This review is part of the blog tour for Tanya J. Peterson’s new novel Leave of Absence, published in April this year by Inkwater Press.
When Leave of Absence was offered to me by Inkwater Press, it immediately appealed to me because of the subject matter. Author Tanya J. Peterson is a qualified counsellor and chose mental health, her area of expertise, as the basis for her first adult novel. Mental health is a hugely important issue that is often ignored, stigmatised, or not taken seriously, despite affecting most people at some point in their lives.
Central characters Oliver and Penelope are coping with depressive grief and schizophrenia respectively, and they meet when they are both admitted to the same psychiatric health centre. The novel opens with Oliver’s failed suicide attempt, as he falls from a ledge to a landing pad, taking a policeman with him. As he is transported to the centre and introduced to his new home, Peterson’s narrative follows him closely and does its best to open up his internal experience to the reader, while demonstrating the sympathy and efforts of the police and psychiatric staff trying to help him. This works most of the time, and Oliver seems suitably tired of life; the psychiatric staff however often come across as patronising and seem to treat Oliver like a child. Whether this in intentional or not I’m not quite sure.
More than anything the fear of uncertainty is palpable throughout Leave of Absence. Oliver has lost his wife and child, and blames himseelf for their deaths – when the novel opens he has been homeless for several months and is determined to give up. Being taken to the centre forces him to confront his existence and the reader stays close by him as he tackles trying to trust the staff and his fear not only of the other patients and their unpredictable behaviour, but also what will happen to him.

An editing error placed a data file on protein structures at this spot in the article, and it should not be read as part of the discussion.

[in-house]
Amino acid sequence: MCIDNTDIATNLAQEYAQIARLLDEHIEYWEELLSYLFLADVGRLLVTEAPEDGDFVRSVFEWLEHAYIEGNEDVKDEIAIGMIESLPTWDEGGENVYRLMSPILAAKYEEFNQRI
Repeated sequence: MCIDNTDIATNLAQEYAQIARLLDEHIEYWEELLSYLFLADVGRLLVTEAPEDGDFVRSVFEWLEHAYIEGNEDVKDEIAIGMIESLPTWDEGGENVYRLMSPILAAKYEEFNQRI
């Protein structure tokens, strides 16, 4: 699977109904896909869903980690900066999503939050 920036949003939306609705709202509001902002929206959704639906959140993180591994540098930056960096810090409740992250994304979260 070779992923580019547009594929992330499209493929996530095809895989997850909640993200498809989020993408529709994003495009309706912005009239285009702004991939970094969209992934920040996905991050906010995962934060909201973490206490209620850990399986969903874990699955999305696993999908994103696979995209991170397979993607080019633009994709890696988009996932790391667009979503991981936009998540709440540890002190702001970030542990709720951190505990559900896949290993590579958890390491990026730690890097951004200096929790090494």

Oliver’s friendship with Penelope changes everything for both of them, and it is wonderful to see their mental health develop and improve. Peterson’s experience as a counsellor no doubt informed her knowledge of how supportive relationships can make a huge difference to people with mental health problems. Medical and psychiatric staff are the ones that make the push in this world, and force the patients to deal with their issues; but they have limited empathy and understanding. Fellow patients help Oliver to understand his own problems.
Throughout the novel Oliver has several flashbacks to his life with his wife and son. There is a careful poignancy to these, but at times they feel a little heavy handed and too obvious. Similarly at times descriptions of emotions, and particularly emotional speech, were a little clunky; but despite this I could see what Peterson was trying to communicate and there was real beauty hidden behind any issues with phrasing.
I particularly liked Peterson’s sympathetic treatment of her troubled characters. She obviously feels for them and takes care to describe how hard it is for Oliver and Penelope to communicate how they feel and what they want. Both of them are lost and trying to work out how to carry out their lives in their new realities; they are forced to work with others and make themselves understood.
Oliver rapidly tossed the ball back and forth from hand to hand. He felt weird, like there was this great pressure inside of him making everything feel like it would explode. He sighed as he searched for words to communicate with Matt. When he tried to put words to what he was experiencing, it sounded ridiculous. But it didn’t feel ridiculous.
For these characters the difference between their inner and outer worlds is far greater than those trying to help them, and this makes it hard for them to relate to each other. But with Peterson’s sympathy and obvious skill as a counsellor, the characters are able to make progress.
While some extra editing could have sharpened certain moments in the writing, this is an accomplished novel and helps draw attention the difficulties and complicated challenges facing both those suffering from mental illness and those treating them.
Published in April 2013 by Inkwater Press. My copy was kindly sent to me by the publisher for review.